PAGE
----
On the other hand, for the other categories of employment-based Green Card applications, you must have a U.S. sponsor or agent who can file the petition for you. Furthermore, your prospective employer must also prove that they are able to consistently pay the agreed wages.
After the approval of your I-140, you will have to file Form I-485 (The Application to Adjust Status) in order to register your permanent residence. Once this particular form has been approved, you’ll become a lawful holder of a Green Card with the right to reside and work permanently in the United States.
With hundreds of thousands of applicants across the globe vying for American work visas annually, it is imperative to seek legal assistance to ensure your application has the best chance of going through. What’s more, the application process can be quite challenging; many pieces of the puzzle should fit into place. And for most Canadian applicants, it can be a daunting task ensuring that all the procedures are properly followed without the help of a qualified legal mind. And this is where our highly experienced, well-trained, and qualified legal team proves handy!
Having our experienced legal team guide you through the entire process significantly enhances your chances of securing a US work visa. Our team has helped millions of people to successfully secure US permanent residence via employment-based petitions, and we are eager to assist you too. Don’t hesitate any longer. Kindly contact us today and let us help get your US work visa for Canadian citizens the first time of asking!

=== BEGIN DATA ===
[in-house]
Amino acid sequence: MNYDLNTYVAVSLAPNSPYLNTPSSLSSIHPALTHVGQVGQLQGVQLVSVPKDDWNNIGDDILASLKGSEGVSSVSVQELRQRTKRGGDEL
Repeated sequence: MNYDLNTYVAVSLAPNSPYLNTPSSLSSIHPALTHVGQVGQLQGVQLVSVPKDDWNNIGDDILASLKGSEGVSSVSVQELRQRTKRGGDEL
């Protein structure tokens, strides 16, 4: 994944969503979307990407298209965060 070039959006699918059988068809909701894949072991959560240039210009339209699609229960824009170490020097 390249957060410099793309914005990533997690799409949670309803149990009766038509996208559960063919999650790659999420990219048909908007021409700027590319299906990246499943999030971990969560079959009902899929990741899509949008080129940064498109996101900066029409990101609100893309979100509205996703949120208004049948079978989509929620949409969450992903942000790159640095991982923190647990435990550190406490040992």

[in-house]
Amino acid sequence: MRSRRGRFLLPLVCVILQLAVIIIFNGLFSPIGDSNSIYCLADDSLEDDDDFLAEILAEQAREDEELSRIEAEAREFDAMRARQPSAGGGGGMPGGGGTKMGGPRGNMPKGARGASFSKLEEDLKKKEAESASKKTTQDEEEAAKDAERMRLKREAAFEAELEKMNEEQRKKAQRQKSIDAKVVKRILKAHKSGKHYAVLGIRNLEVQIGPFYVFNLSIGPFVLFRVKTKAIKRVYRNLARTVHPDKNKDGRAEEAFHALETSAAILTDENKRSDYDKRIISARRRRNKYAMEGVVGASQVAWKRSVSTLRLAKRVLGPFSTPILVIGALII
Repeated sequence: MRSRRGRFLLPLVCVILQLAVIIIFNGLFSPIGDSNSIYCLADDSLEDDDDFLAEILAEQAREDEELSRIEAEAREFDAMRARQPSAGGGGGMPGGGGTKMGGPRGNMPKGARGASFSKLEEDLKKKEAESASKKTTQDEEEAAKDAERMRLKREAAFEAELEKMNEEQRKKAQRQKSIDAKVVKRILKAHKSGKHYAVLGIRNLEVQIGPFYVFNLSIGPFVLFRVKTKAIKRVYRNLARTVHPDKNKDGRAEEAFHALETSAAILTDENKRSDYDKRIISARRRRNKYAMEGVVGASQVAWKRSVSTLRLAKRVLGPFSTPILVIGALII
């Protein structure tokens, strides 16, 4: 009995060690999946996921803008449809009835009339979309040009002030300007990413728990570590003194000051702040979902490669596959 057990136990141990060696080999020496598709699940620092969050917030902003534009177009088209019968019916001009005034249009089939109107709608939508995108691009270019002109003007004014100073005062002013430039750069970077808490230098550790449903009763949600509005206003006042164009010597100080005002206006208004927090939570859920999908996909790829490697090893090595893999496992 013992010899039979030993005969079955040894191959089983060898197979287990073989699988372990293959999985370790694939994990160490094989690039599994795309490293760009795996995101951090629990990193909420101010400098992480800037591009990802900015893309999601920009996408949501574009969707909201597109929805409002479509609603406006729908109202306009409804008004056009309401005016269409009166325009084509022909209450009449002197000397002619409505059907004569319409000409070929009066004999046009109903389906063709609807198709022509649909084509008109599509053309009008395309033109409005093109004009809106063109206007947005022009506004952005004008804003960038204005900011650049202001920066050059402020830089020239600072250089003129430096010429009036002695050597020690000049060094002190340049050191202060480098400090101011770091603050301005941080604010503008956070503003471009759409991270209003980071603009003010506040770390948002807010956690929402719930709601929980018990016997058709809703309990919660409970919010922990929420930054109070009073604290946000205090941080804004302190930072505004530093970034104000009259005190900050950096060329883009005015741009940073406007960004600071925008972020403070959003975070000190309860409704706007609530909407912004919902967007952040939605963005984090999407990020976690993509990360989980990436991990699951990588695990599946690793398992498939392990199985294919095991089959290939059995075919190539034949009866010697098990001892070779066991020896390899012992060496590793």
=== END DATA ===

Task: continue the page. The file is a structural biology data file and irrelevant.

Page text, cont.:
How can Total Law help?
Our team at Total Law has licensed immigration professionals who are well-versed in all matters related to U.S. immigration law. Our attorneys offer a range of citizenship and immigration services, including assistance with employment visa applications.
The first step when it comes to working in the United States is deciding which type of visa is the best for you. Our lawyers can provide you with professional and reliable immigration advice about your employment visa options. One of our lawyers will discuss your circumstances with you, assess your eligibility for the various types of work visas, and will advise you on what your best option would be.
Whether you decide to apply for a non-immigrant visa or an immigrant visa, the application process will be complex. It’s highly advised that you seek the assistance of a professional immigration lawyer to help you with your application. This will greatly increase your chances of success. Our attorneys can support you throughout the entire application process. They can fill in any necessary paperwork on your behalf, help you to gather all of the supporting documents that you will require, and can communicate with USCIS throughout the process.
For more information about our work visa application services, get in touch today at +1 844 290 6312.
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Frequently Asked Questions
Certain employment-based visa holders are allowed to bring immediate family members, such as dependent spouses and unmarried children under the age of 21, with them to the United States.
All other relatives will have to apply for a separate visa in order to live with you in the United States.
Those who have been living continuously in the United States under an employment-based Green Card for at least 5 years will be able to apply for U.S. citizenship.
Once green card holders have become U.S. citizens, they can then sponsor their family members for family-based green cards where they can live, study, and work in the United States.